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1. Establish a Consistent Routine
The first step in creating a positive homework pathway for your child is by primarily creating a routine. This may mean that parents may have to compromise with their child on the working conditions for homework time. As The Seattle Times further explicates, “That means helping students designate a set time and place where they can comfortably — and routinely — hit the books without being disturbed. Some families keep the TV off on weeknights and tape favorite shows for weekend watching. Following such a rule consistently, Kurcinka says, may avoid parent-child power struggles.” Adding to this, if a child is comfortable independently working in his or her bedroom, then parents may need to allow this freedom and choice of the child; however, if a child’s homework is incomplete or if their grades drop, then parents should immediately step in and enforce a different homework strategy and routine.
2. Create Boundaries
As the homework routine is clearly outlined and consistently enforced, parents should simultaneously create clear boundaries for their child as well. This may entail that a teenager’s cell phone must be turned off during homework time, or a child’s television or radio must be off until assignments are complete.
3. Accountability and Responsibility
Regardless of a child’s age or school grade, a parent must immediately require their child’s personal accountability for homework and assignments. Parents should have clear rules about writing down assignments in a notebook, or remembering to bring all necessary homework materials, such as books or calculators, home each night. If a child fails to hold up their end of the bargain, then the established consequences should be enforced.
4. Get Organized
For younger children, a parent may need to create a homework calendar that both the parent and the child can clearly access and see. This may help a child learn how to plan ahead and create a schedule for long-term elementary and middle school projects. For high school kids, this may mean that a parent talks with their teen about setting progress goals for assignments each day.
5. Teach Prioritization
Children are gradually assigned more homework tasks as they progress through the school grades, and parents can intervene and teach children how to prioritize their homework assignments. If a project is due in a week, a parent can help their child to set up a time line for small tasks each day. Or, if a child is feeling overwhelmed, a parent can help their child make a list of everything that must be done, and then number each task in order to prioritize the academic responsibilities.
6. Create a “Learning Space”
For many children, a “learning space” that is specifically set aside for homework can allow them to mentally enter into a “school mode” when they are at home. This may mean that a small office is stocked with pens, paper, and necessary tools for assignments; however, on the other hand, this also may mean that a child may need to access the library each day for homework (if they are too distracted at home). Regardless of a child’s needs, a parent must create a free space for a child to complete assignments without disruptions or distractions.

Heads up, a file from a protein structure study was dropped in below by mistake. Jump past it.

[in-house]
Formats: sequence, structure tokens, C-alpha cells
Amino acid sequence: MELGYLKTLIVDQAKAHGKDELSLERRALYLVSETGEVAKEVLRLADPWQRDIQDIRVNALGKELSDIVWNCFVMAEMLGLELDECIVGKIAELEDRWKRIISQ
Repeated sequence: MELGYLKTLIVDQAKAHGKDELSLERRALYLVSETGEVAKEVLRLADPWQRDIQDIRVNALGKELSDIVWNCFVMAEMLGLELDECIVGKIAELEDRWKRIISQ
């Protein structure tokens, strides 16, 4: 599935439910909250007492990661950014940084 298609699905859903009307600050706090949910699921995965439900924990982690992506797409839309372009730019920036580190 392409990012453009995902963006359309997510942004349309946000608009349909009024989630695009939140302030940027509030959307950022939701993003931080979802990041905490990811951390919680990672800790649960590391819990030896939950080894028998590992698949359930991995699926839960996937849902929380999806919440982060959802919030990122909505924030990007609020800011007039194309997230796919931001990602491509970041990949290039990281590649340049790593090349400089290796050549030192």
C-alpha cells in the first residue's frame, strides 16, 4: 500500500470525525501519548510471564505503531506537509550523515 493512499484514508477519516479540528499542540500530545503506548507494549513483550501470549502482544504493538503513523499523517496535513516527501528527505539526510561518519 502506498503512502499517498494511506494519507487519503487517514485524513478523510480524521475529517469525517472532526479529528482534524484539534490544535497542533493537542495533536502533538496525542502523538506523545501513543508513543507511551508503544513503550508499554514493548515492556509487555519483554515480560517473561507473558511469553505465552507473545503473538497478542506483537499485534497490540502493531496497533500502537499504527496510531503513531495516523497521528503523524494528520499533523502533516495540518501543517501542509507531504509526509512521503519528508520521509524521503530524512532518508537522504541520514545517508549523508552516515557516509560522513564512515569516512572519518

7. Check Your Child’s Progress
While public schools send out report cards and progress reports, many schools now post grades and homework assignments online. Parents need to create a relationship and speak regularly with their child’s teacher and find the best ways to check in on the student’s progress throughout the semester and school year.
8. Allow Rewards When Earned
If a child successfully meets all of the outlined homework rules and expectations, parents can allow certain appropriate freedoms if their child seems to be excelling in their tasks and schoolwork. For example, if a child asks to change their homework time or change their “learning space,” parents should experiment with new freedoms as the child gradually excels with their own academic responsibility. As long as the child seems to be successfully comprehending and excelling in academic pursuits and assignments, parents can consider new privileges and rewards for their child’s achievements.
9. Be a Study Partner
Many times, especially when a child feels overwhelmed with a task or assignment, parents can offer support by simply helping their child study. This involves quizzing a child, teaching a child study strategies, or also just helping a child get organized. Sometimes the simple act of giving a child attention during difficult tasks can boost a child’s morale and effort.
10. Encourage and Support
Most importantly, a parent should serve as a motivational academic cheerleader. Homework should not be a punishment or a time that’s dreaded. Approach homework with a positive attitude, and consistently reward the child with positive verbal feedback. Children do not require material treats or presents for their success; moreover, children thrive on verbal support and encouragement. For example, if a child consistently does their homework without complaining, remind them each day, “I love how you always do your assignments with such a great attitude. I admire your ability to do what’s assigned with such an adult work ethic!” When compliments are specific and meaningful, a child will feel more confident and motivated to continually follow through with his or her responsibilities and performance.